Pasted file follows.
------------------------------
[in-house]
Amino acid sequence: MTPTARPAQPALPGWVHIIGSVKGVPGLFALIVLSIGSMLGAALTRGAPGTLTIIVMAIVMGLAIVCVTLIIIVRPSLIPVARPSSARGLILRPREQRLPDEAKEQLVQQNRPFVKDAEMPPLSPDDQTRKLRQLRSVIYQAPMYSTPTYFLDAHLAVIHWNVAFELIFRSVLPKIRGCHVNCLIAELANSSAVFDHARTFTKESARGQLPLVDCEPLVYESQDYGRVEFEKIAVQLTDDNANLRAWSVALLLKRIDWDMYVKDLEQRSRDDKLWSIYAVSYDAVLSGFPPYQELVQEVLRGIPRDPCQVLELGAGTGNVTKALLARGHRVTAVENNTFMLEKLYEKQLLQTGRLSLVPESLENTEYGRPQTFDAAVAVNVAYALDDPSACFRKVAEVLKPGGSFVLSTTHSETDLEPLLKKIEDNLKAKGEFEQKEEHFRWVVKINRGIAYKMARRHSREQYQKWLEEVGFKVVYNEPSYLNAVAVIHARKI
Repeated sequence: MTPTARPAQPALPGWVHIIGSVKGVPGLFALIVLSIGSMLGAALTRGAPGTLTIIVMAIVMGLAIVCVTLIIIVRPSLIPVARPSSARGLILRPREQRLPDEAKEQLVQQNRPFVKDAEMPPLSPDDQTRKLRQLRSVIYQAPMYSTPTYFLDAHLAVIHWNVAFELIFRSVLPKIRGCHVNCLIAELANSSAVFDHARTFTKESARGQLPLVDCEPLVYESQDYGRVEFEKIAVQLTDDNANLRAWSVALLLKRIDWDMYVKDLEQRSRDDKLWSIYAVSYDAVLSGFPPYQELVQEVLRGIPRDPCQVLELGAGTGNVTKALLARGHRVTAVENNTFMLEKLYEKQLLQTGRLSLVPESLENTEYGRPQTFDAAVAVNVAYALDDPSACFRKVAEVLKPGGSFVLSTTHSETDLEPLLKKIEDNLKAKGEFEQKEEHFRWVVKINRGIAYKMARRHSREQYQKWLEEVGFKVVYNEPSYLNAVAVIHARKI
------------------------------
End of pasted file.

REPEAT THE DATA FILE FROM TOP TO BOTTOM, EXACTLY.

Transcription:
[in-house]
Amino acid sequence: MTPTARPAQPALPGWVHIIGSVKGVPGLFALIVLSIGSMLGAALTRGAPGTLTIIVMAIVMGLAIVCVTLIIIVRPSLIPVARPSSARGLILRPREQRLPDEAKEQLVQQNRPFVKDAEMPPLSPDDQTRKLRQLRSVIYQAPMYSTPTYFLDAHLAVIHWNVAFELIFRSVLPKIRGCHVNCLIAELANSSAVFDHARTFTKESARGQLPLVDCEPLVYESQDYGRVEFEKIAVQLTDDNANLRAWSVALLLKRIDWDMYVKDLEQRSRDDKLWSIYAVSYDAVLSGFPPYQELVQEVLRGIPRDPCQVLELGAGTGNVTKALLARGHRVTAVENNTFMLEKLYEKQLLQTGRLSLVPESLENTEYGRPQTFDAAVAVNVAYALDDPSACFRKVAEVLKPGGSFVLSTTHSETDLEPLLKKIEDNLKAKGEFEQKEEHFRWVVKINRGIAYKMARRHSREQYQKWLEEVGFKVVYNEPSYLNAVAVIHARKI
Repeated sequence: MTPTARPAQPALPGWVHIIGSVKGVPGLFALIVLSIGSMLGAALTRGAPGTLTIIVMAIVMGLAIVCVTLIIIVRPSLIPVARPSSARGLILRPREQRLPDEAKEQLVQQNRPFVKDAEMPPLSPDDQTRKLRQLRSVIYQAPMYSTPTYFLDAHLAVIHWNVAFELIFRSVLPKIRGCHVNCLIAELANSSAVFDHARTFTKESARGQLPLVDCEPLVYESQDYGRVEFEKIAVQLTDDNANLRAWSVALLLKRIDWDMYVKDLEQRSRDDKLWSIYAVSYDAVLSGFPPYQELVQEVLRGIPRDPCQVLELGAGTGNVTKALLARGHRVTAVENNTFMLEKLYEKQLLQTGRLSLVPESLENTEYGRPQTFDAAVAVNVAYALDDPSACFRKVAEVLKPGGSFVLSTTHSETDLEPLLKKIEDNLKAKGEFEQKEEHFRWVVKINRGIAYKMARRHSREQYQKWLEEVGFKVVYNEPSYLNAVAVIHARKI